Credit union members find perks with free checking

Most people enjoy the thrill of finding a bargain, and that includes consumers who are shopping for financial products.

One area credit union customers seem to have an advantage over their bank counterparts is in the area of free checking.

A recent survey by revealed 84% of credit unions don’t charge their customers monthly maintenance fees for checking accounts. That rate is more than double the percentage of banks that offer free checking accounts to consumers.

Lower fees

The survey further discovered credit unions generally charge less for out-of-network ATM fees as well as overdraft fees compared to most banks.

So how can so many credit unions offer their customers no fees on certain products and lower fees for other services when compared to most banks?

“Free checking has long been a staple at credit unions – well before it became fashionable to offer free checking at banks,” said Greg McBride, senior vice president and chief financial analyst at “Given the not-for-profit nature of credit unions, they’re able to offer benefits such as free checking, lower rates on loan products, higher rates on deposits, and fewer and lower fees overall to their members.”

Mike Schenk, vice president of research and policy analysis with the Credit Union National Association, said the survey results are “in line with the results of surveys conducted by CUNA that reflect the benefits of credit union membership.”

“Credit unions provided $10 billion in financial benefits to their members in 2016, such as free checking, higher rates on deposits and lower rates on loans,” he said.

Credit unions can offer attractive terms on their products due to the major structural difference in corporate ownership between banks and credit unions. Banks are owned by outside stockholders, whereas credit unions are owned by their members, according to Schenk.

“When banks make a profit, it is passed onto their shareholders,” he said. “When credit unions make a profit, it’s passed on to their members with lower or no fees on ATM transactions and checking accounts, lower rates on loans and higher rates on deposits. Some credit unions will take their profits and offer a bonus dividend at the end of the year or a rebate on loans.”

Schenk said most credit unions offer free checking, and the small percentage that don’t typically will offer free checking with a minimum balance.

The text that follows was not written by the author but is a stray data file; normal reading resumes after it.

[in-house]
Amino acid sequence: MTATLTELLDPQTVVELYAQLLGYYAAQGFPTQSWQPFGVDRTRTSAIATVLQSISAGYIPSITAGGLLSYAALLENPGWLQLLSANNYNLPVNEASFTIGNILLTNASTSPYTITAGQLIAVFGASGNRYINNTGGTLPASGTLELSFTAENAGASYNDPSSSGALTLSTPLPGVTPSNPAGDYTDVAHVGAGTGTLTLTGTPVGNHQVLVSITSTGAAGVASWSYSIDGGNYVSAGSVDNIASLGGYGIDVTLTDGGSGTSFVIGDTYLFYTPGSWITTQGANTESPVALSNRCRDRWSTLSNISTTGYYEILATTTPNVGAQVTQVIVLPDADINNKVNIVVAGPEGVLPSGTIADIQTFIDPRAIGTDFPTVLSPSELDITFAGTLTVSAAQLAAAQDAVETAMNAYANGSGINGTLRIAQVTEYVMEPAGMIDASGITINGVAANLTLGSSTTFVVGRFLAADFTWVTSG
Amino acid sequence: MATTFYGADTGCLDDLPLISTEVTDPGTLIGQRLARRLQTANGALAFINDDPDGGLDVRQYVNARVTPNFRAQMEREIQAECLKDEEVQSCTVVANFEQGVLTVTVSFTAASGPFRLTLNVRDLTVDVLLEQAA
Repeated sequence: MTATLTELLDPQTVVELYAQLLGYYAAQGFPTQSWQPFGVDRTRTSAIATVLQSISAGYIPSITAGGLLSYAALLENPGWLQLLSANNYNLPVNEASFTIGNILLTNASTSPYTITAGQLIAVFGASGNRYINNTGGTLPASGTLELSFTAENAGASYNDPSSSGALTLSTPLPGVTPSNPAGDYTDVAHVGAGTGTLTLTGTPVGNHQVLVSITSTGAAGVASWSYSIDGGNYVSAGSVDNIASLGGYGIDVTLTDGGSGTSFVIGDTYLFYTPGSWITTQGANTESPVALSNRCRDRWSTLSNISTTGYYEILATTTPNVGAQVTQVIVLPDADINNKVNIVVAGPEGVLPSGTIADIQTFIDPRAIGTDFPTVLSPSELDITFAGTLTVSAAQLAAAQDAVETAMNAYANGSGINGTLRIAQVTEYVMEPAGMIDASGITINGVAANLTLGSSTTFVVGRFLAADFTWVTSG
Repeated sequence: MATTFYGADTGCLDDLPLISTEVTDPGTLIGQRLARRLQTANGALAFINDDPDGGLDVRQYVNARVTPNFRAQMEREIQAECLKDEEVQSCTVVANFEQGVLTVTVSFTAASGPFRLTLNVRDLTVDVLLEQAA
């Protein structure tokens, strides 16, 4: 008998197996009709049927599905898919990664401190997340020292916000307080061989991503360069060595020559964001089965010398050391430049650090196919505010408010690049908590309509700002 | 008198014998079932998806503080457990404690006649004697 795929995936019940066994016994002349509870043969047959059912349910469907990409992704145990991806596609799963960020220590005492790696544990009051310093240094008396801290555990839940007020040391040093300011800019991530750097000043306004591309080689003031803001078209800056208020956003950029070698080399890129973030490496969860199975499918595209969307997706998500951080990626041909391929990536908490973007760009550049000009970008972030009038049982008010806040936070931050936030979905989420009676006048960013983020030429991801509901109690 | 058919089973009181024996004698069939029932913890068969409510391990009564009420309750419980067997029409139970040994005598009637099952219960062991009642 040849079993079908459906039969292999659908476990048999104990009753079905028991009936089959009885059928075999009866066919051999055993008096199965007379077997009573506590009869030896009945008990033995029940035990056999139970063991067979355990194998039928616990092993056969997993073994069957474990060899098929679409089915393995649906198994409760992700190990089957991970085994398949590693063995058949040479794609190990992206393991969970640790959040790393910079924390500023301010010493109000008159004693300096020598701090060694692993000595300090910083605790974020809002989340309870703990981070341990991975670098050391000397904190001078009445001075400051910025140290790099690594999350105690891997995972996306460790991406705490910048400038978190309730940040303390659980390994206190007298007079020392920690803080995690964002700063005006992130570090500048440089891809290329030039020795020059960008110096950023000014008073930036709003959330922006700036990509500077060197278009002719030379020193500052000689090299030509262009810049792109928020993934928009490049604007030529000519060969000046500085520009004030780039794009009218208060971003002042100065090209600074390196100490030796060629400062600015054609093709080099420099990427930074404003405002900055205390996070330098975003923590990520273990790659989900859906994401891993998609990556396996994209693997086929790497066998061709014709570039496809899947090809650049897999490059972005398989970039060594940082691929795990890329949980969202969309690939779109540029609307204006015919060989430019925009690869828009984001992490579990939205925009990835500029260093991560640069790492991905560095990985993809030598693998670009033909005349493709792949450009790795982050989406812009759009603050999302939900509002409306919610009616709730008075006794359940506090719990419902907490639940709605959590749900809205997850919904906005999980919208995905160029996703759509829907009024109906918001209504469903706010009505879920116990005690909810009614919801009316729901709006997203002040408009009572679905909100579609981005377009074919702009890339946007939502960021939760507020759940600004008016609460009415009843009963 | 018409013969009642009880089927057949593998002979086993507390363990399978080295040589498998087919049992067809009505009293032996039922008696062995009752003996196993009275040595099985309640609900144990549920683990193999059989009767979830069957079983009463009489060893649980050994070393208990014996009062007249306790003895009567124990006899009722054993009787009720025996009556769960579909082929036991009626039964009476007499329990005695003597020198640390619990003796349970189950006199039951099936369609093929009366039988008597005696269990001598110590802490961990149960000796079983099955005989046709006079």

Other products

Dana Vas Nunes is senior manager of deposit products at Alliant Credit Union in Chicago, which has approximately 330,000 members and is predominantly a digital credit union with only 12 brick and mortar branches.

Alliant offers a wide range of digital services such as digital direct deposits, digital money transfers, ATM withdrawals and deposits, and smart phone and tablet deposits, Van Nunes said.

“Alliant will do whatever we can to help our members, including eliminating or reducing fees,” she said. “We’re also unique among credit unions – we don’t accept cash or cash checks – and with fewer branches, it lowers our overall costs. We pass the savings on to our members.”

Vas Nunes said many banks offer initial teaser rates for free checking accounts, then raise their rates later.

“Alliant offers free checking plus interest for members who meet two criteria; [they] have a minimum of one monthly electronic deposit into the account and opt in to receive electronic statements instead of paper statements – and no minimum balance is required,” she said.

Alliant also offers ATM rebates of up to $20 per month for out-of-network ATM usage and rebates are deposited into accounts nightly, according to Vas Nunes.

“We don’t charge any ATM fees for using a credit union ATM,” he said. “Our philosophy is to keep things simple, we don’t want our customers to jump through hoops to save money. We focus on keeping costs low and member experience high.”

While credit unions can offer some products for a lower cost than banks, McBride noted that many banks may be able to offer more diverse and varied product offerings.

“Credit unions offer lower fees and no fees on some products; however, they may not have as robust of a product line as banks,” he said.

McBride said’s survey results “illustrate why consumers need to include credit unions in their search when credit shopping.”

“A credit union may not always be the best fit for everyone; however, if you’re seeking the best deal, you must cast a wide net when shopping and looking at all your options,” he said. He said in addition to credit unions, consumers should also consider smaller community banks and online banks who may also provide competitive offerings.

Freelance writer Carole Jakucs contributed to the writing and research of this article.

About the author

John Roszkowski

Finance Editor John Roszkowski develops and edits content for OnCourse Learning’s financial services blog, which covers industry news and trends in mortgage, banking, compliance, credit unions, gaming and nonbank financial services. He has more than 25 years of writing and editing experience, having previously worked for weekly and daily newspapers.

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